Article

Cambios en calidad de vida en Colombia durante 1997-2003: otra aproximación

10/2005;
Source: RePEc

ABSTRACT Este trabajo analiza, estática y dinámicamente, los cambios en las condiciones de vida de los hogares en Colombia entre los años 1997 y 2003. Se propone un indicador alternativo y se contrasta a nivel nacional, regional y de centro poblacional con el Índice de Calidad de Vida (ICV) convencional. El indicador alterno reconoce la importancia que tienen aspectos de salud y el tiempo gastado en desplazamiento. Estas variables adicionales reducen el impacto de los aspectos concernientes al capital físico y distancian aún más las condiciones de las zonas rurales frente a las urbanas. La importancia de profundizar en las políticas de salud en las zonas rurales y en políticas que permitan disminuir el tiempo gastado en desplazamiento para ambas zonas se torna evidente.

0 Bookmarks
 · 
74 Views
  • Source
    [Show abstract] [Hide abstract]
    ABSTRACT: Construction of an international index of standards of living, incorporating social indicators and economic output, typically involves scaling and weighting procedures that lack welfare-economic foundations. Revealed preference axioms can be used to make quality-of-life comparisons if we can estimate the representative household's production technology for the social indicators. This method is applied to comparisons of gross domestic product (GDP) and life expectancy for 58 countries. Neither GDP rankings, nor the rankings of the Human Development Index (HDI), are consistent with the partial ordering of revealed preference. A method of constructing a utility-consistent index incorporating both consumption and life expectancy is suggested. (C) 2003 Elsevier Science B.V. All rights reserved.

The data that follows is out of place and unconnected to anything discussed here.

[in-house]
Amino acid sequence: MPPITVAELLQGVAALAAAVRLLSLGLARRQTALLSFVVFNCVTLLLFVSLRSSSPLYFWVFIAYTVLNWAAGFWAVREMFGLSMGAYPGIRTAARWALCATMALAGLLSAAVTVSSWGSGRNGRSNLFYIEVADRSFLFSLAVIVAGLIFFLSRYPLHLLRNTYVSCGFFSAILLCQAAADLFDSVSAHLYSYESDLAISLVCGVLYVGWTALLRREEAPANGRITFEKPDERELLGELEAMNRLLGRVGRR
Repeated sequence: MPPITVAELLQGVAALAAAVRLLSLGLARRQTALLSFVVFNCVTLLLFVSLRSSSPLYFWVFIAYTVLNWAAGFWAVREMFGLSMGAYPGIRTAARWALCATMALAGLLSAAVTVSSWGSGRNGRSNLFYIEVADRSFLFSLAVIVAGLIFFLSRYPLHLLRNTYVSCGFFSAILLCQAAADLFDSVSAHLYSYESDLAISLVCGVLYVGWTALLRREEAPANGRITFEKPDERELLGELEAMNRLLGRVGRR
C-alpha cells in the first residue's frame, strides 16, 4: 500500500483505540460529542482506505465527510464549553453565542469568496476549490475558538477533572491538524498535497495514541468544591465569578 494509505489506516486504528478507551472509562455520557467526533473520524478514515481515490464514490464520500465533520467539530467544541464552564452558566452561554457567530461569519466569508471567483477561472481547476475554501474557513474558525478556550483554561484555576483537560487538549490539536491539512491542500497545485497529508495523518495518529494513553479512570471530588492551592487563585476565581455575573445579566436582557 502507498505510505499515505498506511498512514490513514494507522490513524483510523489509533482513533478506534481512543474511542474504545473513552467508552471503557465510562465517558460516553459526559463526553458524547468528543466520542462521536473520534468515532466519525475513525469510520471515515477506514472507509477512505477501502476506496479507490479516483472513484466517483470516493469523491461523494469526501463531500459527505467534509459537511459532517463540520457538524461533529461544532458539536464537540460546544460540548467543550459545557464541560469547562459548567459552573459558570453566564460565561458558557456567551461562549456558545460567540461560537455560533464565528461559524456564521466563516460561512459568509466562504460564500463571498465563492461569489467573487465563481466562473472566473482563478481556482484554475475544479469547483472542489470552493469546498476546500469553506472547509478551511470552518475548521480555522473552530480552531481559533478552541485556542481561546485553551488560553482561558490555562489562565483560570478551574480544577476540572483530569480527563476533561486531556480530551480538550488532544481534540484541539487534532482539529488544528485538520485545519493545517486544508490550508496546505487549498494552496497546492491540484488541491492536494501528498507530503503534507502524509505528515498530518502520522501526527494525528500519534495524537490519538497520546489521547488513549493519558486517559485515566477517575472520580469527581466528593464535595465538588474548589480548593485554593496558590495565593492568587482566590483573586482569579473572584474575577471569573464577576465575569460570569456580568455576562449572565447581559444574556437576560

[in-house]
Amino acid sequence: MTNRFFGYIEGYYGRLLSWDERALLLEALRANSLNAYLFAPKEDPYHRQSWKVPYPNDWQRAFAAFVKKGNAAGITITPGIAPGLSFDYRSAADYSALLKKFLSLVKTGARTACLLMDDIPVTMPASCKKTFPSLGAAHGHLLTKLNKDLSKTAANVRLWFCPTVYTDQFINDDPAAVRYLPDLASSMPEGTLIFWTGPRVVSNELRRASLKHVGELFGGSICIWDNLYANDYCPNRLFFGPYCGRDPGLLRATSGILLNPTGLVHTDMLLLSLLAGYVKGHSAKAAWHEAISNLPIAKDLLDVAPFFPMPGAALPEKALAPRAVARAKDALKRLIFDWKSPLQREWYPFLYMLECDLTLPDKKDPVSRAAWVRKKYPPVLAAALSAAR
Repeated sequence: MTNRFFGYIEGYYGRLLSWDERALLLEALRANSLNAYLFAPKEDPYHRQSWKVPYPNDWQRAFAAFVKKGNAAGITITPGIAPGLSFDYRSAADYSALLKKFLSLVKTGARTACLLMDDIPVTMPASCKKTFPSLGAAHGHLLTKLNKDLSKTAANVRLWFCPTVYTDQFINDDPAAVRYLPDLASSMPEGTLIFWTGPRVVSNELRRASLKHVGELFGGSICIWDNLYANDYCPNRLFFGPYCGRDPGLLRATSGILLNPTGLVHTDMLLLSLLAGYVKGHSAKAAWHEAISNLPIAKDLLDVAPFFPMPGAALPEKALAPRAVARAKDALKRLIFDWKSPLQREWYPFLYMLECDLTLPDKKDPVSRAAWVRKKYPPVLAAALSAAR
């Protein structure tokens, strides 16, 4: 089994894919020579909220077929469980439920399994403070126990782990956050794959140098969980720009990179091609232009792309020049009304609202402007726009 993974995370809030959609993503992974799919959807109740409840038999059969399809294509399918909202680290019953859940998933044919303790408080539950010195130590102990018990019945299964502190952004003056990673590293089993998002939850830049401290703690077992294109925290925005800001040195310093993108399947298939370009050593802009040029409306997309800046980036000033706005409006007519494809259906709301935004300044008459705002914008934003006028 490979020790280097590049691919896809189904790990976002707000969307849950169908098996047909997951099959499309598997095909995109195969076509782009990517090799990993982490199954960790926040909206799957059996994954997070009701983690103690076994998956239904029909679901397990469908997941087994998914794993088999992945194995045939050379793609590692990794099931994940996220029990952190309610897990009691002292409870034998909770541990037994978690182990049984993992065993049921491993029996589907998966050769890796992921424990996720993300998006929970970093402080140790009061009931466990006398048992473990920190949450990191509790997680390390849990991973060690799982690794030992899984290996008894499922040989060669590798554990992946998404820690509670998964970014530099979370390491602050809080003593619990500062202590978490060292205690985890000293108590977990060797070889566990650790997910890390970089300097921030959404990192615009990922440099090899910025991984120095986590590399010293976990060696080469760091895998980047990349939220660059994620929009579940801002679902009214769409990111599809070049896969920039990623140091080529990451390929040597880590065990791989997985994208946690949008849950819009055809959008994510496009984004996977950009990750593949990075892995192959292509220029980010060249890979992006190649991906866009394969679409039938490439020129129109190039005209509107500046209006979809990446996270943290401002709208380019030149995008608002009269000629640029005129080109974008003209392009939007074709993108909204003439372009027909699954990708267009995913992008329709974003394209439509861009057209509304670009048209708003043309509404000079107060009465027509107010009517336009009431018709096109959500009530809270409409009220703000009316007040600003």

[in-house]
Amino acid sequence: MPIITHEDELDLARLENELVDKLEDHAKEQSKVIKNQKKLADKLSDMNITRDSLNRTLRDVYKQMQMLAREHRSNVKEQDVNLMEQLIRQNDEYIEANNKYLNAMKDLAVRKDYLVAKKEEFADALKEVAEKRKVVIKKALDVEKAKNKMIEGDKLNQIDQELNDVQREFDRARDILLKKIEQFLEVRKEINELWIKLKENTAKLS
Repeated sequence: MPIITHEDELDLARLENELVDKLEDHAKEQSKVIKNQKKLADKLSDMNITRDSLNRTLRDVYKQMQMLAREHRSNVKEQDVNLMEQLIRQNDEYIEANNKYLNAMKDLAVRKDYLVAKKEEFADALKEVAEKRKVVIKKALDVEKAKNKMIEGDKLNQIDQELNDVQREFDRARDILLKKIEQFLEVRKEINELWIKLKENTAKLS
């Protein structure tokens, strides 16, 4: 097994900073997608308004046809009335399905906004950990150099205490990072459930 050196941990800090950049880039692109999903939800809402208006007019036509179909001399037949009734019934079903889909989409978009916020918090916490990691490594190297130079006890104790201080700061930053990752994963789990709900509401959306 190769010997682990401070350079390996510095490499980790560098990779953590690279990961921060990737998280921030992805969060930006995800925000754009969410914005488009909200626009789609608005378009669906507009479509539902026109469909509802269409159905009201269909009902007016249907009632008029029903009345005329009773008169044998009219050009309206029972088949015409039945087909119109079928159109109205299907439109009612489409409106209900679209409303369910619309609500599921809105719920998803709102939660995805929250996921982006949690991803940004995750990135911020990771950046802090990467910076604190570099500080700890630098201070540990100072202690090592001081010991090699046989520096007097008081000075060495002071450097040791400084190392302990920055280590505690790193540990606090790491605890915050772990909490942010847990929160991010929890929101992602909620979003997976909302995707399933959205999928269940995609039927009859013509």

Journal of Development Economics 02/2003; 70(2):501-529. · 2.13 Impact Factor
  • Journal of Economic Perspectives 02/1993; 7(1):133-50. · 4.21 Impact Factor
  • Source
    [Show abstract] [Hide abstract]
    ABSTRACT: This paper studies life-cycle preferences over consumption and health status. We show that cost-effectiveness analysis is consistent with cost–benefit analysis if the lifetime utility function is additive over time, multiplicative in the utility of consumption and the utility of health status, and if the utility of consumption is constant over time. We derive the conditions under which the lifetime utility function takes this form, both under expected utility theory and under rank-dependent utility theory, which is currently the most important nonexpected utility theory. If cost-effectiveness analysis is consistent with cost–benefit analysis, it is possible to derive tractable expressions for the willingness to pay for quality-adjusted life-years (QALYs). The willingness to pay for QALYs depends on wealth, remaining life expectancy, health status, and the possibilities for intertemporal substitution of consumption.
    Journal of Health Economics 01/2000; · 1.60 Impact Factor

Full-text (2 Sources)

Download
52 Downloads
Available from
Jun 4, 2014